She’s working hard on the concept of fear. “Hop-Hop is scared,” she says sometimes. Sometimes it’s because she’s displacing, sometimes it’s because she’s pretending the bunny is afraid of whatever they’re watching or reading together. She has a sudden terror of ants, for some reason; she calls them spiders and panics, despite no one modeling panicked behaviour about either ants or spiders, at home or daycare. And yet she turns over rocks with her brother and looks at the millipedes and roly-polys. There was a poor bumblebee on the unistone path last week, its wings shredded; I have no idea what had happened, but it was in bad shape. The kids crouched next to it, fascinated, for ages. I had to drag them into the house.

These days she’s very into Peter Rabbit (finally, after refusing to read Beatrix Potter books forever) and Paddington Bear. She got her first library card last weekend and was a blur when she got to her section. She ended up bringing home two Henry and Mudge books, which is awesome because we have a pile of books in that series, but not the two she chose. We moved that pile to her room from Sparky’s, to her excitement and Sparky’s begrudgment. (Never mind that he hasn’t read them in years; it’s the principle of the thing.)

At the house next to the home daycare we go to, there’s a concrete lion at the end of the driveway and a big rock in front of the garden. Every morning, Owlet stops and says hello to each them. We have been working very hard on not walking onto the lawn to give them hugs and kisses. Winter helped, because they were covered in snow, but now the temptation is again there. So she carefully lines the toes of her rainboots up along the edge of the sidewalk, getting as close as she can, leans over and talks to the lion, then moves over and does the same to the rock. The rock is about two feet tall and maybe eighteen inches wide. The other morning, she said there was a baby chicken inside. It took me a minute or two before I understood that she meant it was vaguely egg-shaped. Then no, she said; there was a dragon inside. Okay, so now it’s a dragon egg; sure, why not? That’s a great pretend. Then: “No. Issa rabbit. There’s a baby rabbit inside. Bye, rock and baby rabbit! See you this afternoon!”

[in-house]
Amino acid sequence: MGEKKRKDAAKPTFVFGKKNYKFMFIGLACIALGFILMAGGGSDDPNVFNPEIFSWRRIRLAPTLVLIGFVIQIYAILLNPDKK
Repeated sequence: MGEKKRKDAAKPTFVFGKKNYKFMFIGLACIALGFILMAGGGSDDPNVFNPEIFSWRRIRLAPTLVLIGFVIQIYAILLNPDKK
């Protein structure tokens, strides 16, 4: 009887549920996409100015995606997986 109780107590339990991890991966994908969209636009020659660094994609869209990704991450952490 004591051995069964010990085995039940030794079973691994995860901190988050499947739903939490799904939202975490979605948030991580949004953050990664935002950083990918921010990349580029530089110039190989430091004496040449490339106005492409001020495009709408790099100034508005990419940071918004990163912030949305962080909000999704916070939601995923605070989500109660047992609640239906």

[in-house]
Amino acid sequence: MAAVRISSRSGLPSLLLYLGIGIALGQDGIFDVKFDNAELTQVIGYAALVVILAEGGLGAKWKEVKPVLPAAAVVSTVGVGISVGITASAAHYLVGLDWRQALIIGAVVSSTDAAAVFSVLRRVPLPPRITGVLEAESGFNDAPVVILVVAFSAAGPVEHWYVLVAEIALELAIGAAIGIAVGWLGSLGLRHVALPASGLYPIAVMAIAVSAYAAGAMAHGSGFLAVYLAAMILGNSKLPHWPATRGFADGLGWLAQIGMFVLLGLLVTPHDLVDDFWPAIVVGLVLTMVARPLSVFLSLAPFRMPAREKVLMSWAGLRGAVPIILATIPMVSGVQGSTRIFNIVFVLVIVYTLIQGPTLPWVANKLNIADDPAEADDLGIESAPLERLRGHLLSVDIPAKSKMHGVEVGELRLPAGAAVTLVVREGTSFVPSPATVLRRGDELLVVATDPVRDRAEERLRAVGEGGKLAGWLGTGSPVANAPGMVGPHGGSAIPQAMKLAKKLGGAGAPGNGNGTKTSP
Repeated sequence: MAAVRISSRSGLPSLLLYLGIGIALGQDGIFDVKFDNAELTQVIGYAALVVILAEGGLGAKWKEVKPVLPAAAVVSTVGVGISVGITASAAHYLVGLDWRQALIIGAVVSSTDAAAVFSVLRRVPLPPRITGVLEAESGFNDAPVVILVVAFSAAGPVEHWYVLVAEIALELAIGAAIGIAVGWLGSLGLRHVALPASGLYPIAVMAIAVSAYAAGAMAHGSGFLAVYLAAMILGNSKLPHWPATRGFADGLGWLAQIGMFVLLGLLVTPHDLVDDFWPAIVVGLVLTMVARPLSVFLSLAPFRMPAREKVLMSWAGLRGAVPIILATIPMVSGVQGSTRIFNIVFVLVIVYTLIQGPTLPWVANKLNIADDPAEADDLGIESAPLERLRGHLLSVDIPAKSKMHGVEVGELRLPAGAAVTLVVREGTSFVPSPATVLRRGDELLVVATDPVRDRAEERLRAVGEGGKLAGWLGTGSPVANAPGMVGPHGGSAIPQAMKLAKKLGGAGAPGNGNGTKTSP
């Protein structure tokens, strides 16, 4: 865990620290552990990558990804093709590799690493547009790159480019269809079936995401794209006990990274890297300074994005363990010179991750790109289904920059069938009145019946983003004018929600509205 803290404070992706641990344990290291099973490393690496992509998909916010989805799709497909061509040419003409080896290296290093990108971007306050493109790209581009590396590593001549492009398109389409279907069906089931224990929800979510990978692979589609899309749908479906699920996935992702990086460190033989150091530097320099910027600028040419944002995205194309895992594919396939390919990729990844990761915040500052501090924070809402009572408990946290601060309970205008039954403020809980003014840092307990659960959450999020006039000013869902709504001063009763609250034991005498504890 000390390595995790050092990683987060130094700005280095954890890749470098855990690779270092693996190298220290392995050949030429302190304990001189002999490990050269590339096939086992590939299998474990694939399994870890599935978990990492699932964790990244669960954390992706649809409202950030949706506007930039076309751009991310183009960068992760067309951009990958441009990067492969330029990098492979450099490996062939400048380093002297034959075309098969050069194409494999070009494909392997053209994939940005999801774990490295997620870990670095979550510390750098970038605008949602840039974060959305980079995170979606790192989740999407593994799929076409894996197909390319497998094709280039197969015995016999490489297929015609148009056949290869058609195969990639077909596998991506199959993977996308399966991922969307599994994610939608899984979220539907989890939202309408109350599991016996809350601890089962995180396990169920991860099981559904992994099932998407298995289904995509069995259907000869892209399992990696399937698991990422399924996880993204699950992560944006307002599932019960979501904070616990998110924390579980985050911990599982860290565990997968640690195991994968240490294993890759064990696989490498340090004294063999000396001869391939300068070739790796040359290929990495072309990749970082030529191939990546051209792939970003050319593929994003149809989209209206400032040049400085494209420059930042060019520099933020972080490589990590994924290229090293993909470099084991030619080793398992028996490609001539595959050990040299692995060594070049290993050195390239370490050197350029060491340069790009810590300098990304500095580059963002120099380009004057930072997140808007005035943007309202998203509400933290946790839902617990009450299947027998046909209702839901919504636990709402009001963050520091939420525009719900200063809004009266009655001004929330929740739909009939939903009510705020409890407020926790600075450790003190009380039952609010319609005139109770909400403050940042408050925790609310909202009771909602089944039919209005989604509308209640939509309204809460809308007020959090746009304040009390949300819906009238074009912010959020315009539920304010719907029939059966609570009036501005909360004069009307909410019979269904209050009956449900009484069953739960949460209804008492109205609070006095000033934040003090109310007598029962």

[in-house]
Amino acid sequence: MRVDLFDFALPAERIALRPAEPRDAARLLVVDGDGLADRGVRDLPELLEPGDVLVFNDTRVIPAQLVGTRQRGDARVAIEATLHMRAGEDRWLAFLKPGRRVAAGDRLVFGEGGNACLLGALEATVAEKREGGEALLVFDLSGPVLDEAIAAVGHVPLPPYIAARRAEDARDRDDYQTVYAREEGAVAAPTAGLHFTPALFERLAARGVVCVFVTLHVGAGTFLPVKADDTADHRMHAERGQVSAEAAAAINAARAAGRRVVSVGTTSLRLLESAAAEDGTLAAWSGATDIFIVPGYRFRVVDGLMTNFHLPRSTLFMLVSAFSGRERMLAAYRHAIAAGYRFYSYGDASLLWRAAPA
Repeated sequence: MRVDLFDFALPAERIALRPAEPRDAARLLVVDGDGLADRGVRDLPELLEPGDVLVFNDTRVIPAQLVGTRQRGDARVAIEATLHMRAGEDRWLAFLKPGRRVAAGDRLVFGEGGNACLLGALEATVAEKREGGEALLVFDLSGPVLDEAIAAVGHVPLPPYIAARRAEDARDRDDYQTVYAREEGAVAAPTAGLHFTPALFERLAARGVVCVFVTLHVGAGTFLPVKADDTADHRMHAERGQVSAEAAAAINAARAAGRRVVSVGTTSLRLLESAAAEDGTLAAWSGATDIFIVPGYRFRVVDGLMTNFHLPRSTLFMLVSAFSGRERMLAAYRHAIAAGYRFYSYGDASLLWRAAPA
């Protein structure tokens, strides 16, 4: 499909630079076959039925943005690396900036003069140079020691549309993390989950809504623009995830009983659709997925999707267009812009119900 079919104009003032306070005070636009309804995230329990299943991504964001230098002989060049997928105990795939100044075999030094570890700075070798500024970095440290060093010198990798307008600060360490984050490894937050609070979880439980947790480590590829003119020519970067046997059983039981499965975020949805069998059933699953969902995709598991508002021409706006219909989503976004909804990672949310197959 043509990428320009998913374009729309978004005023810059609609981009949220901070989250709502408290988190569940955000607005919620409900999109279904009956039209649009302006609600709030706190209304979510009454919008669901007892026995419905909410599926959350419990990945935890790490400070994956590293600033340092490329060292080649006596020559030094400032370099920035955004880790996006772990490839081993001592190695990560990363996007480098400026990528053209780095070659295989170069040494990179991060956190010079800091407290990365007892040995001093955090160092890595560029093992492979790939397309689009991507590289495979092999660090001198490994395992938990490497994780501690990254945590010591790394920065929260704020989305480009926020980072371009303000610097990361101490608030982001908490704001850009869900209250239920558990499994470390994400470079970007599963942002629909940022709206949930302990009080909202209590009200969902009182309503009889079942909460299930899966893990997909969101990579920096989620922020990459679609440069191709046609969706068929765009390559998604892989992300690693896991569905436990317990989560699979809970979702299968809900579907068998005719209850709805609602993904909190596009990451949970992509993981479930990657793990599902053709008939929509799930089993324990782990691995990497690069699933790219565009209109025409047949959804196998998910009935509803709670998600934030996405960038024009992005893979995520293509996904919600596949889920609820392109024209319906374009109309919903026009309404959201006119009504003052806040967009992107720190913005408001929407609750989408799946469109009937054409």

So now you know where baby rabbits come from. They hatch from huge rocks. Or they do in our bright and beautiful little girl’s imagination, at least.

In Which She Creates Her First PowerPoint Project

(Or whatever the Google Drive equivalent is…)

Sparky’s class is doing a Careers module. As part of this research unit, parents go in and do a 30 min presentation on their jobs. I volunteered, and then wondered what on earth I’d do to make my job sound interesting. I mean, I love it, but I’m sure “looking at text for mistakes” sounds like a prison sentence for nine-year-olds. Especially when they’ve had a jeweller come in — “I wore a titanium ring!” — and a firefighter — “He showed us how he kicks in a door!” His best friend’s mom showed them how to make a website. I will be so boring to them. I will be all, “Words and sentences are cool! Be responsible for your writing!” Yawn.